‘Brown fat’ cells hold clues for possible obesity treatments

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In laboratory studies of mouse cells, the research team identified genes that govern how precursor cells give rise to mature brown fat cells. There are two main types of fat cells in the body- white, designed to store energy for use in times of need, and brown, which burn energy and generate heat, leading scientists to believe that finding ways to encourage the development of brown fat might be good for treating obesity. In previous research, the scientists were among the first to develop cell lines of precursor cells that give rise to brown fat cells. ‘We used those cell lines to study how insulin affects the conversion of fat precursors, or preadipocytes, into mature brown adipocytes,’ said Dr. Yu-Hua Tseng, one of the study’s lead authors.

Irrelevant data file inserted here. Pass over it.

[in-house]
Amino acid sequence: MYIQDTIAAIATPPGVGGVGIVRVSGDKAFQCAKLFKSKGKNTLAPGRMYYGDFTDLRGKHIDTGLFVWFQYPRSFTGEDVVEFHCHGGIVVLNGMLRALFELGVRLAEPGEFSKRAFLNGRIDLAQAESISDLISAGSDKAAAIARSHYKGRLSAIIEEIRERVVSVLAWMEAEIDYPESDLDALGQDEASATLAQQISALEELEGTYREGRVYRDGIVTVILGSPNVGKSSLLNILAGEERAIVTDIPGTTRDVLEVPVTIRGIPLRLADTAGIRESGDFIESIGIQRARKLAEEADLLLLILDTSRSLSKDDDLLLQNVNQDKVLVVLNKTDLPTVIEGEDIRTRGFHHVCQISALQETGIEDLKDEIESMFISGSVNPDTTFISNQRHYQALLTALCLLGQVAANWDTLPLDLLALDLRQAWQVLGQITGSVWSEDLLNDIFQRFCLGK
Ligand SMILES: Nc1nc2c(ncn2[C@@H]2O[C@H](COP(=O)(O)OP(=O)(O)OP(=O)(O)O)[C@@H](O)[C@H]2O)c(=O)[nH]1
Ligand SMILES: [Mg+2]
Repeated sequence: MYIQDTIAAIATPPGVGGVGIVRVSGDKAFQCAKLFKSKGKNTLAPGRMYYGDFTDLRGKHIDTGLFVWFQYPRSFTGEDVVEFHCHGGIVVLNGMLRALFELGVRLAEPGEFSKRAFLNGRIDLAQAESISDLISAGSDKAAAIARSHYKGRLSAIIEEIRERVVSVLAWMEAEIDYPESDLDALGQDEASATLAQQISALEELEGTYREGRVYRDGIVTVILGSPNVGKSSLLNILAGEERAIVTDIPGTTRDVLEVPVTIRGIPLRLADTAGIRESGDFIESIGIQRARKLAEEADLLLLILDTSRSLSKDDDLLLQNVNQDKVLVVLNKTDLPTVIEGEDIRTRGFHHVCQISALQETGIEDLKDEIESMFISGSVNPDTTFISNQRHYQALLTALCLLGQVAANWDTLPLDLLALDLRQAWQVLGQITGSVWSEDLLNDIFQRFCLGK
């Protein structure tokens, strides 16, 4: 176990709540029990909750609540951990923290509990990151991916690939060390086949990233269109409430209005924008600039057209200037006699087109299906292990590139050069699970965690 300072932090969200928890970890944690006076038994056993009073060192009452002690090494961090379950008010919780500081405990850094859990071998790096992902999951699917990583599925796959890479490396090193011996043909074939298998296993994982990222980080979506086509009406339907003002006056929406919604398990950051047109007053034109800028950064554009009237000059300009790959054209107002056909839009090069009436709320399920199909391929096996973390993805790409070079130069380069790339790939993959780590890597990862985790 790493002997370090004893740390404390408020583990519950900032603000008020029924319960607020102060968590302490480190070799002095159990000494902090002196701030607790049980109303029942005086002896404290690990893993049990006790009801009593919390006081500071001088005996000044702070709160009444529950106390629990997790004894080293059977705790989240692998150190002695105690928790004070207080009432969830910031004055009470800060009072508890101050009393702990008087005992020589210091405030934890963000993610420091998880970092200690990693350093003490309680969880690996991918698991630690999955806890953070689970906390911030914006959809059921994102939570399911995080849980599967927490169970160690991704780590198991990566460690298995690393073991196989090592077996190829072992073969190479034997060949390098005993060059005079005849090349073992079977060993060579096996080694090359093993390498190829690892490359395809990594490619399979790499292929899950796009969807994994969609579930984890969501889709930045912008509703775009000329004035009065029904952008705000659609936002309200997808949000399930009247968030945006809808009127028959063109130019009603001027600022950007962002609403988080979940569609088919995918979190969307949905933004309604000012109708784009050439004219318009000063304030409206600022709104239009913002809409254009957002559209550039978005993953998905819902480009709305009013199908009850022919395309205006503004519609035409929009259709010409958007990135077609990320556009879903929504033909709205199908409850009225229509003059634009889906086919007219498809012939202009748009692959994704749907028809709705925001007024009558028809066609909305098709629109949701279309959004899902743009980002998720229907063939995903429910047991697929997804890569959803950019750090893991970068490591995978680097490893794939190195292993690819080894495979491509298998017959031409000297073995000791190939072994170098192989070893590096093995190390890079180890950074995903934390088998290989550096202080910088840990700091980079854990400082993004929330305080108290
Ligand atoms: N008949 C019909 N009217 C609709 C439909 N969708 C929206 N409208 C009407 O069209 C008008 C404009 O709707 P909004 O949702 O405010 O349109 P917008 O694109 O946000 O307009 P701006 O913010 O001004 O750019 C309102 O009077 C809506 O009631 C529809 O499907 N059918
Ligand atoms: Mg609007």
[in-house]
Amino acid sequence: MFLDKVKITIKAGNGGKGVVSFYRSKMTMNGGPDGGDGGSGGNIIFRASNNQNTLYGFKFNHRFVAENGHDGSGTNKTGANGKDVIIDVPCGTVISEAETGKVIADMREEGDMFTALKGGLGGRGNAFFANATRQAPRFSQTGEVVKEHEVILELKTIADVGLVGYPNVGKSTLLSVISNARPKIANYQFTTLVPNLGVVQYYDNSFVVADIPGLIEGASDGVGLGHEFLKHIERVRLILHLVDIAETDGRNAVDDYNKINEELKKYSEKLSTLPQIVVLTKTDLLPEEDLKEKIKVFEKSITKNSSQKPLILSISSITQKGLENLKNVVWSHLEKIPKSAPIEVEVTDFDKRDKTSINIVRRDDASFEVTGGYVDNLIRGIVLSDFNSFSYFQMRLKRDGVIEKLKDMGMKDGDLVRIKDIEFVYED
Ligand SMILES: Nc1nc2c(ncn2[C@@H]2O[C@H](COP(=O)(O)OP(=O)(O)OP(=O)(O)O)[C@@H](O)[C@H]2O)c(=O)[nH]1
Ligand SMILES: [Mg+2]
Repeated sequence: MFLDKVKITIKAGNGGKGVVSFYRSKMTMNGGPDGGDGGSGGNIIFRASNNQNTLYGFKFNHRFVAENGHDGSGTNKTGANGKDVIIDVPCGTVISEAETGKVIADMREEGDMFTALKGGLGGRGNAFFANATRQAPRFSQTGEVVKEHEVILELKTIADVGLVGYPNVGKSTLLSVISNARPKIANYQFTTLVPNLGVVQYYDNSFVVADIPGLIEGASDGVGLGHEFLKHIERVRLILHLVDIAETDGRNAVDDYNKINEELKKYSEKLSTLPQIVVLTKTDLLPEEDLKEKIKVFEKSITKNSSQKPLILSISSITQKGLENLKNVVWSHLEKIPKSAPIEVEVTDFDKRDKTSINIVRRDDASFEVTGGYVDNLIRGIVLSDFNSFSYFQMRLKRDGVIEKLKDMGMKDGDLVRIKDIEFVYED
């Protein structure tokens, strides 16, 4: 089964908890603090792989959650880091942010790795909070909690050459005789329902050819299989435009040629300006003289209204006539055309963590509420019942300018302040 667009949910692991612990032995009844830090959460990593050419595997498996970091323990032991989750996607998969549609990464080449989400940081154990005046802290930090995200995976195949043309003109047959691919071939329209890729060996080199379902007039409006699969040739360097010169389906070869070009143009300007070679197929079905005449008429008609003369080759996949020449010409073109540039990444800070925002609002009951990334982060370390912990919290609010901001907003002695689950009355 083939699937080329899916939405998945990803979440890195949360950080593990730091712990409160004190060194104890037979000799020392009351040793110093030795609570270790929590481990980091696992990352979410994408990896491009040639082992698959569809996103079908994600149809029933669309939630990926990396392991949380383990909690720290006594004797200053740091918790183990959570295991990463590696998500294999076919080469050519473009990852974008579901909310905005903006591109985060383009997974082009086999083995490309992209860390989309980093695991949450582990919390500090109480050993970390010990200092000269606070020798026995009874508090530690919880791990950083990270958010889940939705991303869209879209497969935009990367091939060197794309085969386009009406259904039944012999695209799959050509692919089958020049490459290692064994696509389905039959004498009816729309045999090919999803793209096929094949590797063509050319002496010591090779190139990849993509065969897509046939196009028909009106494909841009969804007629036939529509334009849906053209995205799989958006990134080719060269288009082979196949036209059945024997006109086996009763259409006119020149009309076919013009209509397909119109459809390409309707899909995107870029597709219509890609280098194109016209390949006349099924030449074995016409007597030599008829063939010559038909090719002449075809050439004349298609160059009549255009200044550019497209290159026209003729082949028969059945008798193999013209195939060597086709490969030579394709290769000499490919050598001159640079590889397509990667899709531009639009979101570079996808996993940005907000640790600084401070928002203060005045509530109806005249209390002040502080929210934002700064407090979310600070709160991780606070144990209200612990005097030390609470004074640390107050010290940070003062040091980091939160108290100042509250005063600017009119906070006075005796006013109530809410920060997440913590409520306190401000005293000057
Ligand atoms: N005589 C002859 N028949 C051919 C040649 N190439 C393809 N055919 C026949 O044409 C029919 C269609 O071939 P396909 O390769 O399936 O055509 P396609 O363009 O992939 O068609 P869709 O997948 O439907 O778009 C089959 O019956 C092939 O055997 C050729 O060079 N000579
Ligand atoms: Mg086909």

The team studied ‘knockout’ cell lines of brown preadipocytes that lacked insulin receptor substrates (IRS) numbered 1 through 4, which are the first steps in insulin signaling inside the cell. In cell lines lacking IRS1, the precursors failed to develop into mature brown fat cells. Importantly, when they added the gene for IRS1 back into the knockout cells, the precursors recovered most of their ability to differentiate into brown fat cells. Using DNA chips to analyze these cells, a strong genetic pattern emerged that predicted the importance of precursors to differentiate into mature brown fat cells.